Tip: Using UUID for mounting disks, the convenient way

Latest response

Hi everyone,

I just wanted to share a quick tip I just stumbled upon searching for a way to efficiently use the UUID when mounting disks.

Normally I would just use the blkid command to get the UUID of a particular disk.

blkid /dev/vda1

This involved, either copying the UUID, when possible, or typing it manually. Which is obvious error-prone .

Now I use the command blkid with some additional options

blkid /dev/vda1 -sUUID -ovalue

inside the mount command, as follows:

mount UUID=$(blkid /dev/vda1 -sUUID -ovalue) /mnt

Additional: When using vim one could use :r(ead)! from command mode, when editing /etc/fstab, for example, to insert UUID into file.

:r!blkid /dev/vda1 -sUUID -ovalue

Note: Swap all occurrences of /dev/vda1 and /mnt for your own values. :-)

Regards,
Peter

Responses

Hi peter,

Thanks for your information. is usefull one when we mount the ciritical filesystems.

Regards,

Ramkumar A

Mount-by-UUID is an ok solution, but it makes your /etc/fstab kind of horrible to try to read. It's a lot "friendlier" to either control your block-devices via LVM2 and mount by the LVM2 object-pathname, use multipathd's friendly-name mapping option and mount by it's "friendly" pathname, or assign a label to the device and reference your block-device with LABEL= directives.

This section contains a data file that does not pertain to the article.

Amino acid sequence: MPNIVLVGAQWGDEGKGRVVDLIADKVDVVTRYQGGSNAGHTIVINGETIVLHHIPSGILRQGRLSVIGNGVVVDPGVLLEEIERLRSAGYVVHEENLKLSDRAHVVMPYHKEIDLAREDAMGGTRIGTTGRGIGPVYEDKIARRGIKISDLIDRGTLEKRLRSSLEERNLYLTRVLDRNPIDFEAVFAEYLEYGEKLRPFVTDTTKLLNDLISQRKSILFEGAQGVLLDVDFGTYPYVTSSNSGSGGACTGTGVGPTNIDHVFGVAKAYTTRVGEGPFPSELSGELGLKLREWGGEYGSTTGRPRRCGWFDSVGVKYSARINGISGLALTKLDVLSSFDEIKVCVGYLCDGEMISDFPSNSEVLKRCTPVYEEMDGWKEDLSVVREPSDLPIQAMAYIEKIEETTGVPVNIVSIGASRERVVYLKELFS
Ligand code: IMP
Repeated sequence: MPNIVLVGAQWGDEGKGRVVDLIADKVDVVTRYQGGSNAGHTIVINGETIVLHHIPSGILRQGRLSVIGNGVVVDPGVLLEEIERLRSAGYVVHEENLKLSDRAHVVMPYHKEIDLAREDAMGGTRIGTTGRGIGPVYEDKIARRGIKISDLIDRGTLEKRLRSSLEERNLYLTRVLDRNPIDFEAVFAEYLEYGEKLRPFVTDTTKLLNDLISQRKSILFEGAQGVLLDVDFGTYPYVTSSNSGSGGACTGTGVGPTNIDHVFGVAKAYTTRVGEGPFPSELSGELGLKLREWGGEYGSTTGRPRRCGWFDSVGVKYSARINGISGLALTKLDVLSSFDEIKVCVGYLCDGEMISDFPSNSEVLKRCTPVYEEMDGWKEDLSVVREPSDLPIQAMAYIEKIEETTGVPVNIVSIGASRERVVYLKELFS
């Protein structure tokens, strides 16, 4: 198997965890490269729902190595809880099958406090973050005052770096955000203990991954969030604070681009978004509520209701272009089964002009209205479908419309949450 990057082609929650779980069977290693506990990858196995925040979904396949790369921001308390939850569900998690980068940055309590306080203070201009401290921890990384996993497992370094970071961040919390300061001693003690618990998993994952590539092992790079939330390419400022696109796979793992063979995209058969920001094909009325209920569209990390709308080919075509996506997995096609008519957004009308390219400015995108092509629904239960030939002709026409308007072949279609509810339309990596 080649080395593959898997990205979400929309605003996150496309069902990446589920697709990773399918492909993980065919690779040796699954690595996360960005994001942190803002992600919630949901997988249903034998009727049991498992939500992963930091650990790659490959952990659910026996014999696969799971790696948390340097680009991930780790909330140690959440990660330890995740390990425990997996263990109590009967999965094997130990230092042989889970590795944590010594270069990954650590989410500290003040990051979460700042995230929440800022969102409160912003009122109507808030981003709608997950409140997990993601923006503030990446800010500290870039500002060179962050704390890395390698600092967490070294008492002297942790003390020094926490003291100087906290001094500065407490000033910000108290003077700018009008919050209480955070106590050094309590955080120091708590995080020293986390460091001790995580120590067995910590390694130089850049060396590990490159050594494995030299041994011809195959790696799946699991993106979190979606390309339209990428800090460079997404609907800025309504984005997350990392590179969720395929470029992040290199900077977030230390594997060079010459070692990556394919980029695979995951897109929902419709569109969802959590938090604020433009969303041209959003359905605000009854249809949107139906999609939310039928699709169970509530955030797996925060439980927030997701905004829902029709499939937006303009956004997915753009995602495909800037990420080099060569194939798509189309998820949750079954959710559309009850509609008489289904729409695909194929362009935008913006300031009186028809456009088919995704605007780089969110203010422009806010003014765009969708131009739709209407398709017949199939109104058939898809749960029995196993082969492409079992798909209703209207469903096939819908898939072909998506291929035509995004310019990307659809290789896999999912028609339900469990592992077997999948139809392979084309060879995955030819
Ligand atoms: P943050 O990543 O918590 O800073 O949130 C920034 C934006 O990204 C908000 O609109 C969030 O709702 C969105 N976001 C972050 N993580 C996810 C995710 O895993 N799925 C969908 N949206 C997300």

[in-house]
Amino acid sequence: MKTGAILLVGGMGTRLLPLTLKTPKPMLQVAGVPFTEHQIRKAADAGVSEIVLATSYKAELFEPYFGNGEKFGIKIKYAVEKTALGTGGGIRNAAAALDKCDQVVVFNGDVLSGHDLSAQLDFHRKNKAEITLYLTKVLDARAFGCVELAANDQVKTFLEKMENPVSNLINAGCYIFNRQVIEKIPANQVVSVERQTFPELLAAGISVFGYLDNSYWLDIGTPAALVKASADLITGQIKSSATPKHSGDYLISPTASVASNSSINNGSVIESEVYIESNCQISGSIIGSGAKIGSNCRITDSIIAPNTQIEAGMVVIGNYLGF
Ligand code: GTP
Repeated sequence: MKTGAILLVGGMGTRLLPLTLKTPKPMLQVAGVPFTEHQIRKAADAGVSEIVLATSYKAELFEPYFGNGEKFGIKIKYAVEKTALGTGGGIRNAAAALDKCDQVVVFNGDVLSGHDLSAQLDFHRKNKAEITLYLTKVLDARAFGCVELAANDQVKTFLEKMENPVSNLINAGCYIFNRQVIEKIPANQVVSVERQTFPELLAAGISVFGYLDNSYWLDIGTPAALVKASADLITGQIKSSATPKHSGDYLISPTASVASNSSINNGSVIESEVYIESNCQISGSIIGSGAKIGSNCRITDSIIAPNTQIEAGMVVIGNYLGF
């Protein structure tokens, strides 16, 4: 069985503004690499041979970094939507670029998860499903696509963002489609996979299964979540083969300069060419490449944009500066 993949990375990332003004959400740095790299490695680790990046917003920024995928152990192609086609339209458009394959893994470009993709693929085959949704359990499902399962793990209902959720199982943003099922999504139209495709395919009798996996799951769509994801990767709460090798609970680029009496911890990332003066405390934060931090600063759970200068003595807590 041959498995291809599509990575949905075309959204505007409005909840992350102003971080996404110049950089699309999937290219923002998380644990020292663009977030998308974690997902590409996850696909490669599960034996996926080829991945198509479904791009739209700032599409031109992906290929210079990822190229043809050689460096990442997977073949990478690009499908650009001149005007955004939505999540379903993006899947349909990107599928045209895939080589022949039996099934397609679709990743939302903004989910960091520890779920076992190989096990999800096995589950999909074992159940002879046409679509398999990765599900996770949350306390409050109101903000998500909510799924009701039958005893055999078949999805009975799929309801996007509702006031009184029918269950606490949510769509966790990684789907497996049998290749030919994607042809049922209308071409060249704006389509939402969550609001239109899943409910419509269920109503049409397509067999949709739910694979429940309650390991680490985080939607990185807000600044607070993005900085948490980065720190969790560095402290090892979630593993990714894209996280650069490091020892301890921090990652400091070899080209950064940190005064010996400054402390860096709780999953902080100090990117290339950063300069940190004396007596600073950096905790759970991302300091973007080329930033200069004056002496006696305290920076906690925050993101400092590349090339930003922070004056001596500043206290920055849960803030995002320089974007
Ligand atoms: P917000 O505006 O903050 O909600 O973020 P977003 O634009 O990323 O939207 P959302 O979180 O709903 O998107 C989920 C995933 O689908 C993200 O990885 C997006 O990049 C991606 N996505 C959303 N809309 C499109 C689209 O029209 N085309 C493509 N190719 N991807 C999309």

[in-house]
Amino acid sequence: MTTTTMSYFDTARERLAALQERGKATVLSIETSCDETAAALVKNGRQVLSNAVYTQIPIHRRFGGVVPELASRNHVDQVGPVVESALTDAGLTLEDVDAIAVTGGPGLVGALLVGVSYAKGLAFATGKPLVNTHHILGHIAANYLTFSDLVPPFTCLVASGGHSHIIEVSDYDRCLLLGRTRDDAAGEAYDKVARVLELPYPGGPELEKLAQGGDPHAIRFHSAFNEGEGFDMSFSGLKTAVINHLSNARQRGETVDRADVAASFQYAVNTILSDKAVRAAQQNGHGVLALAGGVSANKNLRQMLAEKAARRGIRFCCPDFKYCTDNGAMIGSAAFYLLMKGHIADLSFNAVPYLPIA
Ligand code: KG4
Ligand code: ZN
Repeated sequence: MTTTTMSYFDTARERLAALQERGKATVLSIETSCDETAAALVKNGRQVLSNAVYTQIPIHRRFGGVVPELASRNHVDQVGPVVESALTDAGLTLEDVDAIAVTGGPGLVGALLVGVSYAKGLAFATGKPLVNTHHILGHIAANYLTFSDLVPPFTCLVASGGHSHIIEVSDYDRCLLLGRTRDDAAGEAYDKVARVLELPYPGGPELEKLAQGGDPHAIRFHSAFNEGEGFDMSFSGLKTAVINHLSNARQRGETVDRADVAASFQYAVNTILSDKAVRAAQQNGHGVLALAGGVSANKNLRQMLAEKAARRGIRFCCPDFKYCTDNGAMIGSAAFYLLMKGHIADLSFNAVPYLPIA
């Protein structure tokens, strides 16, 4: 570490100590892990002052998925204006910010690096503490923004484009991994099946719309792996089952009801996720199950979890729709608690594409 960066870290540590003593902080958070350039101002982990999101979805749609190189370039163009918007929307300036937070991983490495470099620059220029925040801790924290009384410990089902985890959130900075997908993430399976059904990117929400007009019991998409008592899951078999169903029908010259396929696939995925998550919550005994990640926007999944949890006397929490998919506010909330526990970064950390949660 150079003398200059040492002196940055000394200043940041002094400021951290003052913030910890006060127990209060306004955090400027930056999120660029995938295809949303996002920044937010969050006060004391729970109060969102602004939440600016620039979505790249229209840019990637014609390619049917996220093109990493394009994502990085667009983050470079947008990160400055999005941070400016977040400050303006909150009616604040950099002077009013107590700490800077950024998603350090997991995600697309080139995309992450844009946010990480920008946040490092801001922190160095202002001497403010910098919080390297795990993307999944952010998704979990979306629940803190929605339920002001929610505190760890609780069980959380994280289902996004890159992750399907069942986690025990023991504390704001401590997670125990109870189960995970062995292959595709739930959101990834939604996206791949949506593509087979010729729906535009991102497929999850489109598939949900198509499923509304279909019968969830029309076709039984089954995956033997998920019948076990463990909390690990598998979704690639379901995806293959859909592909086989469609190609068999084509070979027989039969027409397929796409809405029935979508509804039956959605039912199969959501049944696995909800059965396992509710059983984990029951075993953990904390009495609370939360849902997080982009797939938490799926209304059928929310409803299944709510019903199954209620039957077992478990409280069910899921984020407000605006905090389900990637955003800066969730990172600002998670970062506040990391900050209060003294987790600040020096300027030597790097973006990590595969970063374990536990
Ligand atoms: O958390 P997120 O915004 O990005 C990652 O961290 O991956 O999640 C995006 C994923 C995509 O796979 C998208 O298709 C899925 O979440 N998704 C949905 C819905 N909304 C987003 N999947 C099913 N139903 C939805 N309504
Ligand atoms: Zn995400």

This seems a reasonable way to nail /boot/ - only? Especially in cloud locations, where you may need to mount up servers to each other for rescue.

The other examples seem useful, but I think this is just overcomplicating things:

mount UUID=$(blkid /dev/vda1 -sUUID -ovalue) /mnt

You'll need to know the current name of the block device for the blkid command anyway, so why not skip the middleman and just use it with the mount command? I don't see any benefit at all in the use of UUID in this case.

When you mount a filesystem by UUID, the mount command will just look up the corresponding device name and using it for the actual mount operation, which you can confirm by looking at /proc/mounts: all mounted filesystems, whether they are mounted using block device names or LABEL= or UUID= directives, will be listed by device names. The UUID is not stored by the kernel.